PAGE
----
Memories from Tiny Spencer and Jean Lang, his daughters
Father talked very little but when he did we all listened. It was an occasion.
He was beloved by his linesmen. Tiny used to drive with him when he went to work, when they passed the linesman driving out, they all used to wave and say Hello Mr Spencer, Good morning Mr Spencer.
When Jean used to have nightmares that was the King was coming to kill her. He took me out and told her very solemnly that he would look after her, and he would kill the king first, so that the king would be dead and wouldn’t be able to kill Jean.
When he used to go to the annual Auckland Power Board ball, he would immediately go and with with the linesman who worked for him – they all held him in high esteem, probably because he was the kind of person who would go out in all weathers and help them when a line needed fixing. He had a lot do with Maori when he was growing up so we think he felt quite at ease with the linesmen who were mostly Maori. Margot wore a lovely long green seersucker dress with shoe string straps. She was very glad she could still wear it after having Richard at the age of 40. She swept the floor with it.
In 1959, he was sent around the world to tour other Power Boards around the world, to see how they managed themselves. As he was a senior engineer. He had been half promised chief engineer when he came to NZ, but he didn’t get it, probably because he didn’t talk much. THey made him deputy instead, but on the salary of the chief. He became quite depressed after that. The chief engineer was a great cocktail party engineer, father was a very good engineer. He was responsible for laying the cable from auckland to Waiheke, in 1954.
Growing up, they used to go tramping Ruapehu. They (the boys, the father, and sometimes Heath) took a train near to Ruapehu, and (probably) hired horses down there. They would ride as far as they could and then tramp from there.
During WWII, during the Blitz, before he went up north to help develop radar he was on call during the night to go out and put out fires and make any loose wires safe. His wife never knew whether he would come home the next morning. Maybe he got asbestos poisoning during that time, as he eventually died of fibrosis.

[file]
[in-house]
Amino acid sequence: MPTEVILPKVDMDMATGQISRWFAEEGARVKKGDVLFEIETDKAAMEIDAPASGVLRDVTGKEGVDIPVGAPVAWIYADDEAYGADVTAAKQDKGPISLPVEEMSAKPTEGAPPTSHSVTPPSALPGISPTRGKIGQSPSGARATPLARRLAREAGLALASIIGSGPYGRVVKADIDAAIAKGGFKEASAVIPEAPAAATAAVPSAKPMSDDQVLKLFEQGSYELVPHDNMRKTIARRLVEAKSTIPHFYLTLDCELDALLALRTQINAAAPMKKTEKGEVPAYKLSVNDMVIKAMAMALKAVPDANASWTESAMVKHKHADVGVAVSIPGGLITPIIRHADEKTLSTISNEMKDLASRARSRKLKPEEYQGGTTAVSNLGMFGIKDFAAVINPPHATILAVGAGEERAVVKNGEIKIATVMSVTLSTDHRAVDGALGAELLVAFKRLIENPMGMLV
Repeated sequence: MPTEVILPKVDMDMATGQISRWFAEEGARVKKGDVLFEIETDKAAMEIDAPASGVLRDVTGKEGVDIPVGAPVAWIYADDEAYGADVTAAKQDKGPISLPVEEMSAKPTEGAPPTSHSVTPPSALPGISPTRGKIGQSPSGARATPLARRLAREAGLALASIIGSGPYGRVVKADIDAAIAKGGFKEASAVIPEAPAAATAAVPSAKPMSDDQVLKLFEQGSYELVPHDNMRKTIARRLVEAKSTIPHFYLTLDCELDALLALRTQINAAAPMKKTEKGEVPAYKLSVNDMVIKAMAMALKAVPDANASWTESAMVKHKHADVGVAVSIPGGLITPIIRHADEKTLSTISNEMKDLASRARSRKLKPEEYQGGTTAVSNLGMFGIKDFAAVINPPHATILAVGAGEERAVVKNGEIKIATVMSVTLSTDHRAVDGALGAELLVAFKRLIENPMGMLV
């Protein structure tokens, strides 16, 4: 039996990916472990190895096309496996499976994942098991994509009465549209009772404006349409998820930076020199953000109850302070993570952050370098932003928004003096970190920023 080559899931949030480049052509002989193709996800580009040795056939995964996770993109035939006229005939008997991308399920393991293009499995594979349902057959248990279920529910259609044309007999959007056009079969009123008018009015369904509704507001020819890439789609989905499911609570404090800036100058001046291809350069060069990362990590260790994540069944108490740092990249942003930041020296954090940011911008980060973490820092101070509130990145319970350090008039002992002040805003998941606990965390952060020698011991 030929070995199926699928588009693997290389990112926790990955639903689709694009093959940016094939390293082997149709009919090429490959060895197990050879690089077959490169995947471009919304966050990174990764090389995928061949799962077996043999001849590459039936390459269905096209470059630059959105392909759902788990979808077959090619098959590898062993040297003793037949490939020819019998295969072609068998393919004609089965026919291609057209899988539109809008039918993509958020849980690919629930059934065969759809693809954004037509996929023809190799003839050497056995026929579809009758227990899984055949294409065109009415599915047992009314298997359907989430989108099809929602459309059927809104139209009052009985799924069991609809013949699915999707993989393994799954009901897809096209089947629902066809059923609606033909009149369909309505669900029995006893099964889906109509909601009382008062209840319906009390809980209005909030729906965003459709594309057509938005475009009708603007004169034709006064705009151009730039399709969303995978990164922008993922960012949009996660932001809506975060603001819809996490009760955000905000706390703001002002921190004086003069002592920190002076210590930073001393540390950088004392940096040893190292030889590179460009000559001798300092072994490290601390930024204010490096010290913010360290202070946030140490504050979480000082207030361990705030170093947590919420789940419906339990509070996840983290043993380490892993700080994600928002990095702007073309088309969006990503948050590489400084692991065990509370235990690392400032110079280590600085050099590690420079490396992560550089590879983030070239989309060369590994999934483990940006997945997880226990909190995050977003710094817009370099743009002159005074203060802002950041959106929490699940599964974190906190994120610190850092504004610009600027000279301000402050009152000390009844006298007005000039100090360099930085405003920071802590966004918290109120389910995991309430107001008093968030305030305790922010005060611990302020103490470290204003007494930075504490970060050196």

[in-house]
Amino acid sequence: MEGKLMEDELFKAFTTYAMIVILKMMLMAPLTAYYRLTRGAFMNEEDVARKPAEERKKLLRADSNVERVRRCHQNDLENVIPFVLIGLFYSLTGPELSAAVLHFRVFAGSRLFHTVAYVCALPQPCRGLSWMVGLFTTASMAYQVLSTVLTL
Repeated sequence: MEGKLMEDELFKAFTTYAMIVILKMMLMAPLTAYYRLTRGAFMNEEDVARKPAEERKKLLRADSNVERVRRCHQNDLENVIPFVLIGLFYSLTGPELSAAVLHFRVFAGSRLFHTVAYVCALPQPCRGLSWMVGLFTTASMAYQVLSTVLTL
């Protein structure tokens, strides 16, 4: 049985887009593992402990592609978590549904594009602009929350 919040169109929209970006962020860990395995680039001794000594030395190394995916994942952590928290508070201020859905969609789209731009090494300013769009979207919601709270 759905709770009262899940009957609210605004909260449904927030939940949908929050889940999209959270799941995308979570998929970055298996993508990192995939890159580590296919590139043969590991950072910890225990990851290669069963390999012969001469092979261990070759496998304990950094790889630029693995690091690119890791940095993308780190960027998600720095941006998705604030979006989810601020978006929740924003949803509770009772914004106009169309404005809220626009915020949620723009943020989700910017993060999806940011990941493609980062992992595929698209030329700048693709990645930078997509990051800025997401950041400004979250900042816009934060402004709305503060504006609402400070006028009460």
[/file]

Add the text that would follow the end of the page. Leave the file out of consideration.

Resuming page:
Tiny found that it was very difficult to talk to Arthur, but the one way she could spend time with him was to go out fishing with him at Coopers Beach – he loved to fish from a little row boa tvery early in the morning. The trouble was that she used to get seasick. So first he would give her a barley sugar, and then if that didn’t work (which it never did) he would say that he was going to go back to shore. But invariably, he would row about 50-100 metres and put the anchor down again, in the hope that she would not be as seasick this time. And of course she always was. ALso a Coopers only activity was that they were allowed to jump on his stomach (only Tiny).
He was a very fast runner, and got a running cup at school. Tiny also won the race at the annual Power board family picnic, but wasn’t allowed to keep the prize money because that might make her professional (at the age of 10!).
He was very kind to Tiny when she first fell in love with someone (around 17) – Rick Burchall. He was very friendly but then dumped Tiny as soon as his friends arrived. Arthur was very kind to Tiny when she collapsed into tears at the rejection.
We used to go for Sunday drives, but only so he could look at the latest substation (or at least that was the excuse). He was very good at tennis.
When he first retired in 1965, he wanted to work in the local hardware shop in Greenwoods Corner. He was worried that would be a comedown. But he was too sick after a few weeks, as he already had a lung disease – instertitial fibrosis – possibly from the clean up during the Blitz.